On this day in history, in 1932, Parliament passed an Act establishing the publicly funded Canadian Radio Broadcasting Commission, the forerunner of the Canadian Broadcasting Corporation of 1936. Before the CRBC, virtually all programs available to Canadians were from the US.
The Canadian Broadcasting Corporation is one of the world's major public broadcasting organizations. It operated national radio and television networks in English and French, providing regional and local radio and television programming in both official languages. It broadcasts locally produced programs in English and native languages for people living in the far North, runs a multilingual shortwave service for listeners overseas, and provides closed captioning for the deaf.
CBC is funded primarily by federal statutory grants, totally about two-thirds of its budget, while also deriving revenues from commercial sponsorship, and the sale of programs to other countries. Though it is responsible to Parliament for its overall conduct, it is independent of government control in its day-to-day operations.
CBC was created in the midst of the Depression, and to this day seeks to provide Canadians with a broad range of high-quality indigenous information and entertainment programming. However, critics continue to lobby the government to abolish its funding of the Crown Corporation and level the playing field for all broadcasters.
What do you think about the role CBC plays in our lives as Canadians - past and present?
Today is also Shavuot and Trinity Sunday!
Here are some interesting things that happened on this day in history:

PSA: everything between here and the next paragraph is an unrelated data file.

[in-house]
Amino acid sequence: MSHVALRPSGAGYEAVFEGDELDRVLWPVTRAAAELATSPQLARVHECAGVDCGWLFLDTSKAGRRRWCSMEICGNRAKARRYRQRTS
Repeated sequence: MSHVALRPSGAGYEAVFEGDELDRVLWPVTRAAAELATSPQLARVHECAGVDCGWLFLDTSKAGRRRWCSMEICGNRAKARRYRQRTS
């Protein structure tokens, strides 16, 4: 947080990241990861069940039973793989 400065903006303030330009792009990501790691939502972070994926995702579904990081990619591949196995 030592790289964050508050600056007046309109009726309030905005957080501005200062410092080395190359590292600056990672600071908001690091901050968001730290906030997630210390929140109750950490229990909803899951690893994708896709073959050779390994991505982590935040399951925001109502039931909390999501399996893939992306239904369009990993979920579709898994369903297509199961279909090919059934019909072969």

- Samuel de Champlain reached Tadoussac on the north shore
of the St Lawrence River and set foot for the first time in New France in 1603.
- Alse Young became the first person executed as a witch in the American colonies, when she was hanged in Hartford, Connecticut in 1647.
- William Wood, the first native-born North American to achieve
notable success in the theatre, was born at Montréal in 1779.
- Lewis & Clark 1st caught sight of the Rocky Mountains in 1805.
- Public meetings at St John's, Newfoundland, adopted resolutions in
favour of responsible government in 1846.
- An Act was passed in 1874 introducing vote by secret ballot,
simultaneous elections and the abolition of property qualifications for MPs.
- The HMS Challenger returned from a 128,000-km oceanographic exploration in 1876.
- During celebrations for Queen Victoria's birthday in 1896, a span
of the bridge at Point Ellice in the harbour of Victoria, BC, fell out. A loaded
streetcar fell with it and 55 people were killed, the worst streetcar accident
in North American history.
- Also in 1896, Nicholas II, the Last Czar of Russia, was crowned.
- Sherlock Holmes began his "Adventure of 3 Gables" in 1903.
- Vauxhall Bridge was opened in London in 1906.
- Arthur Sifton became Premier of Alberta in 1910. He held together
a divided party, and was considered an effective premier, a strong leader, and a skilled
- Emily Duncan became Great Britain's first woman magistrate in 1913.
- Belgium Jews were required by Nazis to wear a Jewish star in 1942.
- Novelist Aritha van Herk was born in Wetaskiwin, Alberta in 1954.
- Apollo 10 astronauts returned to Earth in 1969.
- In 1998, the United States Supreme Court ruled that Ellis Island, the historic gateway for millions of immigrants, was mainly in the state of New Jersey, not New York.
- The Mars Odyssey found signs of large ice deposits on the planet Mars in 2002.
Check out what happened last week in science:
Stay tuned for our next, "On This Day in History"!